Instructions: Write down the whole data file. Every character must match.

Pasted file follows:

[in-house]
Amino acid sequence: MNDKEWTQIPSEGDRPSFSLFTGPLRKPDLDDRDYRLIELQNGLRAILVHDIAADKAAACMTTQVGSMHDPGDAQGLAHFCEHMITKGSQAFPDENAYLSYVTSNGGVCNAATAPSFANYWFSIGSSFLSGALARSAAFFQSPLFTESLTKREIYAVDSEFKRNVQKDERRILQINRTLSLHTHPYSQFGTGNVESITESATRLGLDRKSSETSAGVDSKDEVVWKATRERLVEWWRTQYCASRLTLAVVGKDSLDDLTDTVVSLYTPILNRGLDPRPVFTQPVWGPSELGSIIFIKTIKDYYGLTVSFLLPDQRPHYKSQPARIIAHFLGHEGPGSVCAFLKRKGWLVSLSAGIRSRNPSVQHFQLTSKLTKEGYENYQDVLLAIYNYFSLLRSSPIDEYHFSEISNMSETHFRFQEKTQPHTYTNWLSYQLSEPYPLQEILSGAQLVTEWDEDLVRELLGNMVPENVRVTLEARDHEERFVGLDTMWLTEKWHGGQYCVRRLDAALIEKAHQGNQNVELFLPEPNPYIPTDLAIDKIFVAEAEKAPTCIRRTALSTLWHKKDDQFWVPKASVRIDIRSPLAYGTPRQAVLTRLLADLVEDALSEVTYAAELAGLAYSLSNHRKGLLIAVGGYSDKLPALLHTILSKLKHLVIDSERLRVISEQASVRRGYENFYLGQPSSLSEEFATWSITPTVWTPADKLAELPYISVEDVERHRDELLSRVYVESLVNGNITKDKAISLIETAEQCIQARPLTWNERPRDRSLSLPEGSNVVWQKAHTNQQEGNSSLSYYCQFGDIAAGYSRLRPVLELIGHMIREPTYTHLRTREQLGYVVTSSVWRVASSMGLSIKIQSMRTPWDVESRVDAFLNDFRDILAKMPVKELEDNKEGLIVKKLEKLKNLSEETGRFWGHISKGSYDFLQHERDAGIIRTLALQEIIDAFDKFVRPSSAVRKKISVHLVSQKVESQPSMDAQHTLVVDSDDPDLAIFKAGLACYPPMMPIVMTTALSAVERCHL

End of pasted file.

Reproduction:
[in-house]
Amino acid sequence: MNDKEWTQIPSEGDRPSFSLFTGPLRKPDLDDRDYRLIELQNGLRAILVHDIAADKAAACMTTQVGSMHDPGDAQGLAHFCEHMITKGSQAFPDENAYLSYVTSNGGVCNAATAPSFANYWFSIGSSFLSGALARSAAFFQSPLFTESLTKREIYAVDSEFKRNVQKDERRILQINRTLSLHTHPYSQFGTGNVESITESATRLGLDRKSSETSAGVDSKDEVVWKATRERLVEWWRTQYCASRLTLAVVGKDSLDDLTDTVVSLYTPILNRGLDPRPVFTQPVWGPSELGSIIFIKTIKDYYGLTVSFLLPDQRPHYKSQPARIIAHFLGHEGPGSVCAFLKRKGWLVSLSAGIRSRNPSVQHFQLTSKLTKEGYENYQDVLLAIYNYFSLLRSSPIDEYHFSEISNMSETHFRFQEKTQPHTYTNWLSYQLSEPYPLQEILSGAQLVTEWDEDLVRELLGNMVPENVRVTLEARDHEERFVGLDTMWLTEKWHGGQYCVRRLDAALIEKAHQGNQNVELFLPEPNPYIPTDLAIDKIFVAEAEKAPTCIRRTALSTLWHKKDDQFWVPKASVRIDIRSPLAYGTPRQAVLTRLLADLVEDALSEVTYAAELAGLAYSLSNHRKGLLIAVGGYSDKLPALLHTILSKLKHLVIDSERLRVISEQASVRRGYENFYLGQPSSLSEEFATWSITPTVWTPADKLAELPYISVEDVERHRDELLSRVYVESLVNGNITKDKAISLIETAEQCIQARPLTWNERPRDRSLSLPEGSNVVWQKAHTNQQEGNSSLSYYCQFGDIAAGYSRLRPVLELIGHMIREPTYTHLRTREQLGYVVTSSVWRVASSMGLSIKIQSMRTPWDVESRVDAFLNDFRDILAKMPVKELEDNKEGLIVKKLEKLKNLSEETGRFWGHISKGSYDFLQHERDAGIIRTLALQEIIDAFDKFVRPSSAVRKKISVHLVSQKVESQPSMDAQHTLVVDSDDPDLAIFKAGLACYPPMMPIVMTTALSAVERCHL